Login to download the latest version of Mint and your favorite Pepper, purchase additional licenses, or post in the Forum. Don't have an account? Create one!

In Partnership with Media Temple

Mint Forum

Details on the 127.255.255.255 problem

Not sure if this is still common issue but I just ran into the issue on a client’s mint installation and while the problem was easily solvable, the solution and explanation was a bit elusive. After matching up the 127.255.255.255 entries in Mint with the actual request in the Apache logs, I did a bit of investigation and figured out what was happening so I thought I’d post here:

Tl;dr: Change the IP field type to signed INT on 64-bit systems.

Let’s say you get a visit from IP address 209.121.233.126. On a 32 bit system, when you run ip2long on the address you get the value -780539522. When you insert that value into a MySQL field with an unsigned INT type, there are no issues since that value is within the range that field can handle (-2147483648 to 2147483647).

Now let’s say you or your host make the move to a 64-bit system. The same IP passed through the ip2long function becomes 3514427774. When you try to insert that value into the same field, the value is too large for the field to handle so MySQL simply chokes and stores it as 2147483647 (the ceiling of the unsigned INT type). If you then pass the long value 2147483647 through the reverse function (long2ip), that function returns, unsurprisingly, 127.255.255.255.

In fact, any IP address larger than 127.255.255.255 (so 128.0.0.0 and up) will become a long too large for the field to handle and will truncate to the 127.255.255.255 value.

So as detailed here before, the solution is to convert the field to a signed INT type. The range of values that field can handle is now 0 to 4294967295. On a 64-bit system, even the “largest” IP possible (255.255.255.255) becomes 4294967295 after passed through the ip2long function which the field can handle.

Anyway, that’s my notes on the problem which will hopefully help some of you fix any of these issues.

a.jaffe
Minted
Posted on Apr 01, '13 at 06:12 pm

Hi,

Are there any updates on this? Or just more details?

My host just upgraded to 64-bit FreeBSD and I am being bitten by this bug.

I have access to PHPMyAdmin for my database(s), but I admit I’m not sure what to do.

I have several different mint tables, with names ?mint* (where the ? is 1 or 2, and * is geo, hostnames, visit or config) or ?mint (where the first * is bak or mymint, and the ? can be 1,2,3 or 4).

When I look at those tables, there are lots of entries; it’s not clear which is the right one, but if I look at the int(10) entries with names like “ip_long”, there doesn’t seem to be a way to change them to a signed type.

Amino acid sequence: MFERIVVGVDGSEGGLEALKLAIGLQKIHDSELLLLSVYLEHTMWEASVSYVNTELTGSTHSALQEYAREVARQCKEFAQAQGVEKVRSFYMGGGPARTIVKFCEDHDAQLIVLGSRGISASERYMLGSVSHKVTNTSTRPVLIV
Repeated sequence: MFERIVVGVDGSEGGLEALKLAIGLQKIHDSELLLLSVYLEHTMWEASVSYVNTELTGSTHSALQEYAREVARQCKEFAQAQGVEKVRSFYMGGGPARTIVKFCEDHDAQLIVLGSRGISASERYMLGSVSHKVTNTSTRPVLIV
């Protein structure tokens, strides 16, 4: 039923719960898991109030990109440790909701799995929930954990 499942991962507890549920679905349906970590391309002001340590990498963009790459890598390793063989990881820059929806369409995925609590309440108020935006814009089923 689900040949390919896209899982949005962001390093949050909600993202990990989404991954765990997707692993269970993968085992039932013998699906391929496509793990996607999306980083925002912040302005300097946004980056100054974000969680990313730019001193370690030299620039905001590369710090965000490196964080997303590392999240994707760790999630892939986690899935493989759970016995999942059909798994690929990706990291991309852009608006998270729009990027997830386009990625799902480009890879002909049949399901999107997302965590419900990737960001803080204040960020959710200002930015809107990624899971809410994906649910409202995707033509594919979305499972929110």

Any ideas?

a.jaffe
Minted
Posted on Apr 02, '13 at 07:23 am

Hi,

A little self-followup: first, apologies that I hadn’t properly dealt with markdown syntax in the previous message, so underlines have come out as emphasis.

Anyway, there is some more info on the problem here, with details on which fields to change, and where the information on signed vs unsigned is found (it is, perhaps unsurprisingly, an “attribute” — sorry I missed it).

I haven’t taken the advice to empty the table, as this seems a bit dangerous — I’m waiting to see if the info just works its way through the displayed hits. (and I still don’t know why I have quite so many different mint tables… I suspect it’s some of my own backing-up and restoring in the distant past about which I’ve forgotten).

-Andrew

a.jaffe
Minted
Posted on Apr 02, '13 at 02:35 pm

Hi again (is anyone listening?),

So, this seems to sort of work…

I ended up emptying the mint_visit table, and also changing the ‘ip’ column of mint_hostnames to unsigned int.

However, I am still seeing some strange behaviour: a lot of hits are being attributed to one particular hostname. I don’t think this is right, because (I think) that hostname is actually changing with time, and moreover, other ways of looking at the hostnames (e.g., newest unique) seem to show entries that aren’t in the usual ‘most recent’ list.

So: do I need to change anything else? or did I screw up by chaining the entry in mint_hostnames?

We had this problem, too, across the board in nearly every table. The solution, as you inferred, was to change all checksum-based INT(10) field types to INT(10) UNSIGNED. YMMV, of course, but our issue started when we moved the Mint htdocs to a 64-bit server, and our DB is on the same, 64-bit server.

You must be logged in to reply. Login above or create an account